David Bezmozgis is an award-winning writer and filmmaker. His first book, Natasha and Other Stories, was translated into more than a dozen languages and won the Commonwealth Writer’s Regional Prize for First Book. Bezmozgis’ stories have appeared in publications including The New Yorker, Harpers, Zoetrope All-Story, andThe Walrus, and his first feature film, Victoria Day, had its premier in competition at the Sundance Film Festival in 2009. At the Cullman Center David will be working onThe Betrayers, a novel about a famous Russian Jewish dissident who, after the fall of the Soviet Union, meets the man who denounced him.
Geoffrey Brock is the author of the poetry collection Weighing Light. He edited the forthcoming Farrar Straus and Giroux Book of Twentieth-Century Italian Poetry, and has translated Cesare Pavese's Disaffections: Complete Poems 1930-1950. The recipient of fellowships from the National Endowment for the Arts and the Guggenheim Foundation, Brock teaches in the MFA program at the University of Arkansas. At the Cullman Center he will be completing Voices Bright Flags, a collection of poems about or in some way haunted by American historical events.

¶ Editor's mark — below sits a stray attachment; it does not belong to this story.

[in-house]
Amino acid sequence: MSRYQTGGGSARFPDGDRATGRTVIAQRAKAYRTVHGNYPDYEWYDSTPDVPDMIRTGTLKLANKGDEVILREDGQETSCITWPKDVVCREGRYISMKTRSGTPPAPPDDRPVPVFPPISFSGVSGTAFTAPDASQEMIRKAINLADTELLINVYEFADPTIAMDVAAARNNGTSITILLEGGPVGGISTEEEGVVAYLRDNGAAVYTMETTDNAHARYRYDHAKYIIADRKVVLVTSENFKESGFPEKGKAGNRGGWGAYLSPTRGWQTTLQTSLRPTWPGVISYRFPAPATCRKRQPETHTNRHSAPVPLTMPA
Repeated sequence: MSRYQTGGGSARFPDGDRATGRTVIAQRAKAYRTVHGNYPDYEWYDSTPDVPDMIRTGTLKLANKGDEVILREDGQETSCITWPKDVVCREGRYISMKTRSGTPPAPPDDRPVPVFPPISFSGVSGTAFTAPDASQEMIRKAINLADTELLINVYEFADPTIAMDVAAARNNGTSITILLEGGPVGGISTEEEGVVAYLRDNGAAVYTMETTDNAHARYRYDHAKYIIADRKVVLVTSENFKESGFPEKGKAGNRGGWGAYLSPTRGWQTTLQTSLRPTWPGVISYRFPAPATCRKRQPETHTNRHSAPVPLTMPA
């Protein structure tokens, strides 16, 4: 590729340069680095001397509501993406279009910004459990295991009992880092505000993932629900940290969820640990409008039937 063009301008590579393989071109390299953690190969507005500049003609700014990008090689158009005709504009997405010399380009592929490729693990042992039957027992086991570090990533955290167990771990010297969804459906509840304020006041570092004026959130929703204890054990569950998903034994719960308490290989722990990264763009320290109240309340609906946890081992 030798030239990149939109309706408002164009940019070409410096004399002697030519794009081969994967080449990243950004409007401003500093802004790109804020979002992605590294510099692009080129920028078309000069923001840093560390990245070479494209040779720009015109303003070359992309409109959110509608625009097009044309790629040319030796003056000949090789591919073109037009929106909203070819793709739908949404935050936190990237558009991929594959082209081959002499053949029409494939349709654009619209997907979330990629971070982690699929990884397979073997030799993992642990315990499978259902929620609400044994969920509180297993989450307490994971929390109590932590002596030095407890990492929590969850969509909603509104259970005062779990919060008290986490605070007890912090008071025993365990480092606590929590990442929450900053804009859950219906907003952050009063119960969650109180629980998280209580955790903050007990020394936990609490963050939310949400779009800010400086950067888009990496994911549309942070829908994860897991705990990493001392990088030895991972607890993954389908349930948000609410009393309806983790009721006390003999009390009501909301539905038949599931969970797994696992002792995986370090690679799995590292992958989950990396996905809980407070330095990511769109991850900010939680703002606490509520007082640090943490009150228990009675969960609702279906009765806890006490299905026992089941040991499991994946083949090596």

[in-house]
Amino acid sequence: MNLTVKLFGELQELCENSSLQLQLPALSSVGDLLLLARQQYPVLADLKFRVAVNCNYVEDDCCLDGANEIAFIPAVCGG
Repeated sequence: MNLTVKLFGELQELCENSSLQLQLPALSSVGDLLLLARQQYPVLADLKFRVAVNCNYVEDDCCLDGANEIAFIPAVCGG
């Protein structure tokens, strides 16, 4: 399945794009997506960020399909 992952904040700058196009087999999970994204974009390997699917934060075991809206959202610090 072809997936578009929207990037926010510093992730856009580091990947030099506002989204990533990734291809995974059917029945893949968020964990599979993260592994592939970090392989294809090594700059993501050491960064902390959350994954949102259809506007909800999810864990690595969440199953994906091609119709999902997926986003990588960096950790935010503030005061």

Maile Chapman is the author of Your Presence is Requested at Suvanto, a novel (April, 2010). She will be working at the Cullman Center on The Pink Church, a novel about Alzheimer’s disease, the challenges of caring for aging parents, and the ways in which fear of illness can outweigh seemingly self-evident scientific fact.
Mary GaitskillThe End of the Seasons (novel, working title)
The Rona Jaffe Foundation Fellow
Mary Gaitskill is the author of three story collections, Bad Behavior, Because They Wanted To, and Don’t Cry, and two novels, Two Girls Fat and Thin and Veronica. At the Cullman Center she will be doing research for a novel set in ‘90s Manhattan and upstate New York. Her research will focus on New York City history, the underground literary press, political coverage of the Middle East by the American media, and personal oral histories.